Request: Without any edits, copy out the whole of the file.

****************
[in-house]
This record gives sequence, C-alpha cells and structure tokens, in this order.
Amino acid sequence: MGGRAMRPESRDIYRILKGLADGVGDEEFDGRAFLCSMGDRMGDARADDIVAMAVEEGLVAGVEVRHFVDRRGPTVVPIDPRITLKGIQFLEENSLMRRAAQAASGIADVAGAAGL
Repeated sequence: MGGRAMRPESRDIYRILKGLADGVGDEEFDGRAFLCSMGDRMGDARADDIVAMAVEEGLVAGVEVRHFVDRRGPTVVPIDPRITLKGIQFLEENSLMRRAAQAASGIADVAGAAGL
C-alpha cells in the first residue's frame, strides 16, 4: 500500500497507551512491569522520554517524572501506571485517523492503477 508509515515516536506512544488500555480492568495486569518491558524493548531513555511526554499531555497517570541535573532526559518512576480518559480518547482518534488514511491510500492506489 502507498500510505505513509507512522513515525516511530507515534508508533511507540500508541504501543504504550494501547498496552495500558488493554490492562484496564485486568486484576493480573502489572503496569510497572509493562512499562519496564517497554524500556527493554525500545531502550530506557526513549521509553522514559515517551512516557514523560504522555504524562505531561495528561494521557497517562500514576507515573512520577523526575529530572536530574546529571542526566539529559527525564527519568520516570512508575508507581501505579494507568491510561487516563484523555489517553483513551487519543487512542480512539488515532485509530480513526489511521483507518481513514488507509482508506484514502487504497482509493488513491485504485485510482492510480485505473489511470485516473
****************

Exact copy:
[in-house]
This record gives sequence, C-alpha cells and structure tokens, in this order.
Amino acid sequence: MGGRAMRPESRDIYRILKGLADGVGDEEFDGRAFLCSMGDRMGDARADDIVAMAVEEGLVAGVEVRHFVDRRGPTVVPIDPRITLKGIQFLEENSLMRRAAQAASGIADVAGAAGL
Repeated sequence: MGGRAMRPESRDIYRILKGLADGVGDEEFDGRAFLCSMGDRMGDARADDIVAMAVEEGLVAGVEVRHFVDRRGPTVVPIDPRITLKGIQFLEENSLMRRAAQAASGIADVAGAAGL
C-alpha cells in the first residue's frame, strides 16, 4: 500500500497507551512491569522520554517524572501506571485517523492503477 508509515515516536506512544488500555480492568495486569518491558524493548531513555511526554499531555497517570541535573532526559518512576480518559480518547482518534488514511491510500492506489 502507498500510505505513509507512522513515525516511530507515534508508533511507540500508541504501543504504550494501547498496552495500558488493554490492562484496564485486568486484576493480573502489572503496569510497572509493562512499562519496564517497554524500556527493554525500545531502550530506557526513549521509553522514559515517551512516557514523560504522555504524562505531561495528561494521557497517562500514576507515573512520577523526575529530572536530574546529571542526566539529559527525564527519568520516570512508575508507581501505579494507568491510561487516563484523555489517553483513551487519543487512542480512539488515532485509530480513526489511521483507518481513514488507509482508506484514502487504497482509493488513491485504485485510482492510480485505473489511470485516473